1. NMOS Transistor Basics
Figure 1: NMOS Transistor
NMOS transistors consist of three terminals: gate, drain, source, and body. The source and body are both grounded and the device will operate, or in other words, a drain current (iD) will be induced based on voltages applied at the gate (VGS) and drain (VDS) of the transistor. Every NMOS transistor contains a threshold voltage (Vt) which is constant and unique for each transistor. In order for the transistor to operate, VGS must be greater than Vt. Once this condition has been met, the resulting drain current can be controlled by the voltages supplied at the gate and the drain. The relationship between VGS, VDS, and iD is described by three regions of operation:
1. Cut-off Region: In this region no channel exists (iD = 0) for all values of VD. (VGS < Vt)
2. Ohmic/Triode Region:
The NMOS transistor is active and not “pinched off.” This means the value of VDS affects the value of iD (VGS > Vt and VDS ≤ VGS – Vt). Figure 2 shows the relationship between VGS, VDS, and iD in this region. Notice the linear relationship between iD and VDS. In this region, iD obeys Ohms Law as the NMOS transistor responds as a voltage controlled resistor.
Figure 2: iD vs. VDS (Ohmic/Triode Region)
3. Active/Saturation Region: The channel is “pinched off” because increases in VD have no affect on iD (VGS > Vt and VDS > VGS – Vt). In the saturation region, the amount of drain current is directly related to the values of VGS > Vt.
Figure 3: iD vs. VDS (left) and iD vs. VGS (right)
The two characteristic curves provide important information for engineers implementing NMOS transistors into their system by illustrating whether a particular unit will pass or fail within a certain region of operation. Figure 3 depicts the transition from the triode region into the saturation region given discrete values of VGS and shows the response of iD to changes in VGS while the NMOS transistor is in the saturation region. With enough precision, these curves can be analyzed with an resolution of 1pA.
2. Hardware Setup for Testing NMOS
Testing the NMOS and acquiring the characteristic curves require a voltage source for both VGS and VD, and a device to measure iD. For the programmable voltage sources, consider using a Data Acquisition device which contains 4 analog output channels. A major consideration for testing NMOS transistors in the saturation region is that they can operate at very low values of iD. Acquiring the curves in Figure 3 at very low current values requires the ability to vary the value of VGS in very small increments. The M-Series’ absolute accuracy for analog output is 260μV at the lowest range setting. Using a resistor network, as shown in Figure 4, you can derive a VGS from the two voltage sources and decrease the step sizes to 10μV or less. You can use a single analog output channel for VDS because it does not have to be as precise as VGS.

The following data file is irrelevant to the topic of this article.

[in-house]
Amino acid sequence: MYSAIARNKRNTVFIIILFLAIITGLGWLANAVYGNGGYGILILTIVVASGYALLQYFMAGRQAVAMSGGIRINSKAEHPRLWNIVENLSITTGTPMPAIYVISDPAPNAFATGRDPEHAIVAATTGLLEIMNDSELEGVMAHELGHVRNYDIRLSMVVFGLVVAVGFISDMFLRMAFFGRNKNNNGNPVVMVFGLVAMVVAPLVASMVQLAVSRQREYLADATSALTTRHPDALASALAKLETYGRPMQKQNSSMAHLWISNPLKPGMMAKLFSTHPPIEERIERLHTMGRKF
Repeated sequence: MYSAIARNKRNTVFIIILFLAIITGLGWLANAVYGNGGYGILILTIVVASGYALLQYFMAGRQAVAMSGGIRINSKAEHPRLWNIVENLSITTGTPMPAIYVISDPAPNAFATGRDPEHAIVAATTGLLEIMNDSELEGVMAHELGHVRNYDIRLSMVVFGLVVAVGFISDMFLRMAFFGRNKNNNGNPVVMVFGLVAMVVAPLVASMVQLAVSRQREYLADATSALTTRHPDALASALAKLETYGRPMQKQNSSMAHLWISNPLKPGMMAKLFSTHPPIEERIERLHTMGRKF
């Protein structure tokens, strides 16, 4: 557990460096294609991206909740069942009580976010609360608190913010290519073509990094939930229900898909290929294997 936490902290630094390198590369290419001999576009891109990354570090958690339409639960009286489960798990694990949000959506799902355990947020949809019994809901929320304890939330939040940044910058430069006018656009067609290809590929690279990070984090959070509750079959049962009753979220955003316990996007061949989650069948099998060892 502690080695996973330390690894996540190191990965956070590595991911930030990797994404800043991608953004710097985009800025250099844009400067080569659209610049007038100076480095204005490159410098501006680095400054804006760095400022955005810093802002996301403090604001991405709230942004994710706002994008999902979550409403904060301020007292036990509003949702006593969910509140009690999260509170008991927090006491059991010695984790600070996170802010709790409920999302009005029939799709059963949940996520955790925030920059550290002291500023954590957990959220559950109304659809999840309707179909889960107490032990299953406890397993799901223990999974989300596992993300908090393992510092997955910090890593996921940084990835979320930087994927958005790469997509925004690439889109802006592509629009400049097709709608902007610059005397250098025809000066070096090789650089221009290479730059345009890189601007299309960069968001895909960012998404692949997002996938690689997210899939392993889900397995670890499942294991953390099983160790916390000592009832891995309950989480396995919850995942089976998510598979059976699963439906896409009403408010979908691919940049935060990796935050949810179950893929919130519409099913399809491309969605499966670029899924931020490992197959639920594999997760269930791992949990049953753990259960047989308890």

Figure 4: PXI Setup for NMOS Transistor Characterization.
Using the configuration shown in Figure 4, VGS can be calculated by the following formula:
VGS = VAO 1 + (R2/R1+R2)*(VAO 0 – VAO 1)
Given R1 >> R2: The voltage at AO 0 will be a fine tune and AO 1 will be a coarse adjustment for VGS
Because we can operate the NMOS transistor at very low saturation levels, a high resolution measurement device, such as the PXI-4071 FlexDMM, is required to measure iD. The PXI-4071 FlexDMM delivers 1 pA (10-12) resolution in the 1μA measurement range, which is ideal for acquiring low levels of iD. One concern when measuring current at extremely low levels is environmental noise on the system. Using shielded cables, shielded enclosures, and grounding devices appropriately is crucial for reducing noise to minimal levels. Another technique to reduce noise is to connect the High terminal of the DMM to the highest impedance source. In this case (Figure 4) the transistor’s impedance is greater than that of the M-Series analog output channel. Because the connection scheme causes current to flow from the Low to the High terminal of the DMM, we simply negate the current values acquired by the PXI-4071 programmatically.
3. Software Solution for Acquiring Characteristic Curves
With a test platform in place, LabVIEW now controls the system by adjusting drain and gate voltages, acquiring iD, and displaying the characteristic curves. The NI-DMM driver configures the PXI-4071 FlexDMM to accurately acquire iD along the entire range of the characteristic curve. As the value of iD exponentially increases, the range of the DMM is adjusted on the fly in order to maintain maximum resolution for all current levels. The figures below show the two characteristic curves acquired and analyzed using LabVIEW.
Figure 5: iD vs. VDS with LabVIEW
Figure 6: iD vs. VGS with LabVIEW
4. Example Program
5. Other Applications
NMOS transistor characterization is one example that demonstrates National Instruments capabilities with low current applications. With the ability to measure current with an accuracy of 1pA, the PXI-4071 FlexDMM is ideal for applications such as testing and measuring leakage currents and IC characterization. The versatile architecture of the PXI-4071 FlexDMM allows it to sweep between current ranges of 1pA up to 3A while providing flexible resolution up to 6 1/2 digits and sampling rates up to 1.8MS/s. Combining the hardware capabilities with LabVIEW gives users an open ended tool for acquiring, analyzing, and presenting data as illustrated by this document. For more information about the NI 4071 FlexDMM, please use the link below.
NI 4071 FlexDMM Product Page